His transition Web site, change.gov, gives us a hint of what is to come, taking us behind-the-scenes of the transition process, providing information and resources. As a reminder of the high expectations Obama faces, the site has come under criticism for being too one-way and undergoing some clever revisions.
He’s off to a good start with video, breaking new ground by delivering the weekly Democratic address not just on radio but also on video. The address already has more than 1,000,000 views on YouTube. And how many people gathered by the radio to listen to President Bush?
Obama’s White House transition team has also indicated they’ll conduct online Q&As and video interviews, including with choices for the Cabinet and policy experts. I like Dan Manatt’s idea to weave YouTube through all of government, creating a GovTube that would put video in a searchable and friendly format. This would also enable Kevin Thurman’s smart vision to bring a two-way dialogue to every agency and every Cabinet secretary, getting the “federal government behind having a conversation with citizens online.”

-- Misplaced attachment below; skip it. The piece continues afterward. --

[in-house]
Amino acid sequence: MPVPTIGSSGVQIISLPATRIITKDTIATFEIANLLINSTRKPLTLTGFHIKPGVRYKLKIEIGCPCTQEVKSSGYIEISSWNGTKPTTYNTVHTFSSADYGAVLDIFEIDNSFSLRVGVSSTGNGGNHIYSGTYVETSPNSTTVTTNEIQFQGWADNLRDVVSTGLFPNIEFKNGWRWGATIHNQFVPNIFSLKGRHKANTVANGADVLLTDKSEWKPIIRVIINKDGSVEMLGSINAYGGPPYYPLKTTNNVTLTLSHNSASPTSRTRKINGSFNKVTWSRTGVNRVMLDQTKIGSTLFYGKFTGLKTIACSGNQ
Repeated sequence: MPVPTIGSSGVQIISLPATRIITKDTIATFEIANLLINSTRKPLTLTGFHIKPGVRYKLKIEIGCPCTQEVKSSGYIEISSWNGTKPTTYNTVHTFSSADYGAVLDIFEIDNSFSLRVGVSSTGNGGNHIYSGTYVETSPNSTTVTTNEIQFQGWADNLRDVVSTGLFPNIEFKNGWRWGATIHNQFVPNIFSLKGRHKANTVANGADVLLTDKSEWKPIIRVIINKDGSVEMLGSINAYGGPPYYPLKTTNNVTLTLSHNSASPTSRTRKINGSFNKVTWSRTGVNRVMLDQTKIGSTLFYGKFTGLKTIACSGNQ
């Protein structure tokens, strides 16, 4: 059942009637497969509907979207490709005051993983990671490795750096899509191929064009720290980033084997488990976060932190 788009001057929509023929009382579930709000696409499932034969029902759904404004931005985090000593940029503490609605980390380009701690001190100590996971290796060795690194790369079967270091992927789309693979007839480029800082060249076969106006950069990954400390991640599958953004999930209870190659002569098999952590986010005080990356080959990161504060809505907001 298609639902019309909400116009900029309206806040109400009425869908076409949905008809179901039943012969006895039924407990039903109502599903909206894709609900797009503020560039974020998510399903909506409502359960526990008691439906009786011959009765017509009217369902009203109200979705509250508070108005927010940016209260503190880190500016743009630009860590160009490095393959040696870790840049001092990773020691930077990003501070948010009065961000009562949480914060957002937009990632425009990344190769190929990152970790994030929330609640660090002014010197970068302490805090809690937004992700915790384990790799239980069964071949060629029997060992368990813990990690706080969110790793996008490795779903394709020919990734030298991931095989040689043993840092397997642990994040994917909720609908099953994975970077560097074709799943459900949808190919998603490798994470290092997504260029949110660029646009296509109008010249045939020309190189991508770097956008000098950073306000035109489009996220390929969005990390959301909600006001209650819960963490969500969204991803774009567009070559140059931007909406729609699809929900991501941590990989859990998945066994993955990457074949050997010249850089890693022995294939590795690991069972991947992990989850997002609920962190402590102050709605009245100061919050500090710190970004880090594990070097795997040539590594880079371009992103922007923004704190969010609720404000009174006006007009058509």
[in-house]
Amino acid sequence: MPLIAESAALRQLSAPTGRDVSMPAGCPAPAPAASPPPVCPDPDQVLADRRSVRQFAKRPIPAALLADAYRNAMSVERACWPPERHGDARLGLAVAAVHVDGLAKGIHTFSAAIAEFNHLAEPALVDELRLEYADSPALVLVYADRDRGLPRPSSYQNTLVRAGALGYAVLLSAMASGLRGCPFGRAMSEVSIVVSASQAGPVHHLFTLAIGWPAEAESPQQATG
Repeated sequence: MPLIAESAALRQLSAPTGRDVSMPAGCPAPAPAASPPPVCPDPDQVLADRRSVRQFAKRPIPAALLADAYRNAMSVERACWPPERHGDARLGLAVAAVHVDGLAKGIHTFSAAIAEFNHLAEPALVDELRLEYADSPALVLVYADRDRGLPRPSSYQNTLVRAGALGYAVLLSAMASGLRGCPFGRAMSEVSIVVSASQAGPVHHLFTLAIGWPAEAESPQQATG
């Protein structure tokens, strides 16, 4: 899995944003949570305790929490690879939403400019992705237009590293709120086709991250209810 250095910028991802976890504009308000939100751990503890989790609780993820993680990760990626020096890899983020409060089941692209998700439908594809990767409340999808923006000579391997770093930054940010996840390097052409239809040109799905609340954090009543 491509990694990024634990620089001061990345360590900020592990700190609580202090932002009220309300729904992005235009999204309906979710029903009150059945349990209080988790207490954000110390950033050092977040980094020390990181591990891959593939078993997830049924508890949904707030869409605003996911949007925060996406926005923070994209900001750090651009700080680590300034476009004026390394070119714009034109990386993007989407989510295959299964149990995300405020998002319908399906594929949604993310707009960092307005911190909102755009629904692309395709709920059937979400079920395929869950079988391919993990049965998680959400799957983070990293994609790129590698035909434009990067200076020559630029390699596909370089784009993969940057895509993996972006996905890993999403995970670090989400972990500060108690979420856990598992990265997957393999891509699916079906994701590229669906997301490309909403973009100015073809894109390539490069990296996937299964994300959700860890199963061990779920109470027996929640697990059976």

Obama has also indicated he’ll take the lead on transparency.
Let’s see “wikis, comment sections, collaborative projects, public review of pending policies and online dialogues” to bring democracy to the people. Make G-Webs as familiar a term as YouTube and Facebook to the general public.
The best sign we have of Obama’s commitment is the man he’s place at his side: Google CEO Eric Schmidt. He may not become CTO, but hopefully his presence will bring the Google mission to “organize the world’s information and make it universally accessible and useful” straight to Washington, DC.